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You wanna do what for PD: Blogging AS and FOR professional development

August 10, 2009

Teachers rarely get to self-select learning opportunities, pursue professional passions, or engage in meaningful, ongoing conversations about instruction.

-Ferriter (2009)

Blogs can be the tool that helps to change this statement.  I would argue that blogs can be used AS a PD tool to help teachers learning and FOR a PD tool to help teachers learning.

AS

There are numerous blogs about learning and teaching that exist on the internet.  In a Google search of education and blogs, there were 273 million results.  Not all of these were blogs, some were listings for blogs, other were blogs about education blogs, but the vast majority were blogs written by educators for educators.

Topics in the field of education vary.  Technology education is a topic of many education blogs, but there are blogs related to special education, art education, and many others.  The amount of knowledge that the authors of these blogs posses is unfathomable.  From James Hollis who publishes a SmartBoard blog, to Vicki A. Davis who post a general educational technology blog, there are numerous blogs that will satisfy the thirst for knowledge for teachers.  Check out the Davis site as it has an “edublog roll” of other education related blogs.  Be sure to check it out.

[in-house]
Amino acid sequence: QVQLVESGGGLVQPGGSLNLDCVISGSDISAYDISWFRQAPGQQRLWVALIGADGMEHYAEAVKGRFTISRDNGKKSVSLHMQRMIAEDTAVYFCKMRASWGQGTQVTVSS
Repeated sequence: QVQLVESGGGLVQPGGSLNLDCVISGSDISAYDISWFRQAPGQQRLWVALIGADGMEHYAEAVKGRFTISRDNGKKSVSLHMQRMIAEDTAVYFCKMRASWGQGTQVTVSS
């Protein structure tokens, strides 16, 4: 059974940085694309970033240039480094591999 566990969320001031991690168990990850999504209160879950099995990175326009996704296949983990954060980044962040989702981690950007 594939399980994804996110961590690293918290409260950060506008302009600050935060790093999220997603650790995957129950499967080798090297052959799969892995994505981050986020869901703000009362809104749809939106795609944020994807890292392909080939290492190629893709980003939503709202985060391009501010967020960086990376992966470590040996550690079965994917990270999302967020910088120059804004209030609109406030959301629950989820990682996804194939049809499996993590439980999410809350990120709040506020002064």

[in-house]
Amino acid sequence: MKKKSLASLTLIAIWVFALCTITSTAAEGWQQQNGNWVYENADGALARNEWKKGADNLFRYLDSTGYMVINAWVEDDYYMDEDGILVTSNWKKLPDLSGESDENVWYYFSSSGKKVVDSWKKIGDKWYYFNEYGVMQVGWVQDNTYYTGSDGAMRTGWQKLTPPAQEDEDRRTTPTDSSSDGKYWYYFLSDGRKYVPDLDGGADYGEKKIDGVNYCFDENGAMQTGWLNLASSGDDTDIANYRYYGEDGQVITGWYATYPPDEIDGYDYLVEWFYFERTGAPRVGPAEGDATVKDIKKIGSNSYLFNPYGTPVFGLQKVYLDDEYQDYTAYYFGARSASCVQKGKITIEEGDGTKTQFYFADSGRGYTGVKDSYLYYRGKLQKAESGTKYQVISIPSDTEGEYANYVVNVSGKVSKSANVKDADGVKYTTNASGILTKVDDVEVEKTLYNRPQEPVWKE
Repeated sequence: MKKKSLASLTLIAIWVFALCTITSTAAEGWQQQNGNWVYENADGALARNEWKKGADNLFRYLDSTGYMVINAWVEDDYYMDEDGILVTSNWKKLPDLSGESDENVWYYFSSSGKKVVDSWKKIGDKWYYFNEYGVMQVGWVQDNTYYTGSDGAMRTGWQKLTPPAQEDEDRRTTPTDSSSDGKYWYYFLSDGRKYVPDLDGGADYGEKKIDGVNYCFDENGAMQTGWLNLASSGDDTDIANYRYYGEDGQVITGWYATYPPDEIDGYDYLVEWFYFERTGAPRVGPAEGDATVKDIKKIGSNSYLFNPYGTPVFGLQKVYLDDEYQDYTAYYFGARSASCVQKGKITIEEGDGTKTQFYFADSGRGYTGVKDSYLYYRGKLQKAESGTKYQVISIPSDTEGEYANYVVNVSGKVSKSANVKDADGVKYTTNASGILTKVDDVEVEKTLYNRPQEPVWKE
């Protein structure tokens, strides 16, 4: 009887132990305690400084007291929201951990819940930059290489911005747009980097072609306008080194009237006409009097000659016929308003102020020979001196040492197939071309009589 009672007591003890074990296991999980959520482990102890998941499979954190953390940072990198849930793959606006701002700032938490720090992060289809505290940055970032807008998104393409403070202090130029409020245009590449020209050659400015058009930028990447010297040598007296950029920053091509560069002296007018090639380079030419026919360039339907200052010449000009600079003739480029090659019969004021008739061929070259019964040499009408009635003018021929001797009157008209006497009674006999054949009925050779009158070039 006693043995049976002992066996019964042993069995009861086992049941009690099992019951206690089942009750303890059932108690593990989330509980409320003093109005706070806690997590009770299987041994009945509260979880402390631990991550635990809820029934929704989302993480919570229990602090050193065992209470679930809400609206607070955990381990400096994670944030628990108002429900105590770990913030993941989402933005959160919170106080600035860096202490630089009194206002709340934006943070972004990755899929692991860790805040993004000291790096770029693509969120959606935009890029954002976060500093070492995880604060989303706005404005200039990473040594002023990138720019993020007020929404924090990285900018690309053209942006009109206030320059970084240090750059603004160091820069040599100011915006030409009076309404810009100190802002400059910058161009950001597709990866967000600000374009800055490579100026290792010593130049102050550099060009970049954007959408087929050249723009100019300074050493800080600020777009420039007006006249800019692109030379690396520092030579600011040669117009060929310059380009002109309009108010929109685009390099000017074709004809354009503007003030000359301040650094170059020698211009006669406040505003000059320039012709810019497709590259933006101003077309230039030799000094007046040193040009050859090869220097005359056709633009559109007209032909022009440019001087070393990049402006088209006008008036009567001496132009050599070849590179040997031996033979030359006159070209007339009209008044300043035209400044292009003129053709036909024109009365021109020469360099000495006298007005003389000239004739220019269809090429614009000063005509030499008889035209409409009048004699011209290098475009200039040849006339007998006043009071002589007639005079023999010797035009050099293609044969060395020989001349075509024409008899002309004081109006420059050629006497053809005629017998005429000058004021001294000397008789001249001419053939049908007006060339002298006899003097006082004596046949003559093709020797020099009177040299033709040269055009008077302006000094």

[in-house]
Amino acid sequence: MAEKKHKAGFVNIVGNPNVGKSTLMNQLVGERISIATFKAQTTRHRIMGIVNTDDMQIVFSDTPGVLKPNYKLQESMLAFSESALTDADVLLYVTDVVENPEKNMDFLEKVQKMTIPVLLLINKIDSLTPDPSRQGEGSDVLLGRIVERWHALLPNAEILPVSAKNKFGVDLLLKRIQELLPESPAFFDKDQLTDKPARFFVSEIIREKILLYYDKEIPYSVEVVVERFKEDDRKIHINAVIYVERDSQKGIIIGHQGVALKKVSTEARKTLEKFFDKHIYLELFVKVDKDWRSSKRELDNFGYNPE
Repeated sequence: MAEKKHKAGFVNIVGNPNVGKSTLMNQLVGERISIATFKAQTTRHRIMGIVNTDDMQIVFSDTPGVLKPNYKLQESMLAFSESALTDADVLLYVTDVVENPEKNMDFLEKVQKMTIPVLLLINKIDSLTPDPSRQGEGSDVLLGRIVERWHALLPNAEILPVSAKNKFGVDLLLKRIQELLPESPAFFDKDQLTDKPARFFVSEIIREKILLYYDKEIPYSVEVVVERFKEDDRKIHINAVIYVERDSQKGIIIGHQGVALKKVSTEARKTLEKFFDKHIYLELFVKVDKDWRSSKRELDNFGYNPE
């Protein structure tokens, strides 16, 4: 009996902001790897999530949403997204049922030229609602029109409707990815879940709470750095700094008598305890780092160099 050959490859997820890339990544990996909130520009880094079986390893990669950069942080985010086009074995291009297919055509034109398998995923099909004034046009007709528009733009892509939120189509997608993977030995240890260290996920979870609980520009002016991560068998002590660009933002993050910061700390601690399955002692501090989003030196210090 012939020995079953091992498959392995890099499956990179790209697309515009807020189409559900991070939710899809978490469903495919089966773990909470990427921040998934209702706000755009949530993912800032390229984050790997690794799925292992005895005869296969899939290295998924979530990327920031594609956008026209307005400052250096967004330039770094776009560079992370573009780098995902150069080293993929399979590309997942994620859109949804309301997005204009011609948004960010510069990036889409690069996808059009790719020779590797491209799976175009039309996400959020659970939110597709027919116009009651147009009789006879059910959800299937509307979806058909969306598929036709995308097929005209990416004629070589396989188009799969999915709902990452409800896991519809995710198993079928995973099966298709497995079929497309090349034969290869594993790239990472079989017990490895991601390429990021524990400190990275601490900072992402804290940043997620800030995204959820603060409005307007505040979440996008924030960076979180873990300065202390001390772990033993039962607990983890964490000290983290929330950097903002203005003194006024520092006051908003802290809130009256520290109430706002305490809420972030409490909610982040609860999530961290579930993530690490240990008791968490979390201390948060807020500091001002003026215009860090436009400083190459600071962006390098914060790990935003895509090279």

How do you find the time to read all of the quality information that exists in educational blogs?  The answer to this question is through the use of an RSS reader or RSS aggregator.  An RSS reader is a free tool that checks out websites that you have subscribed to and will download new content.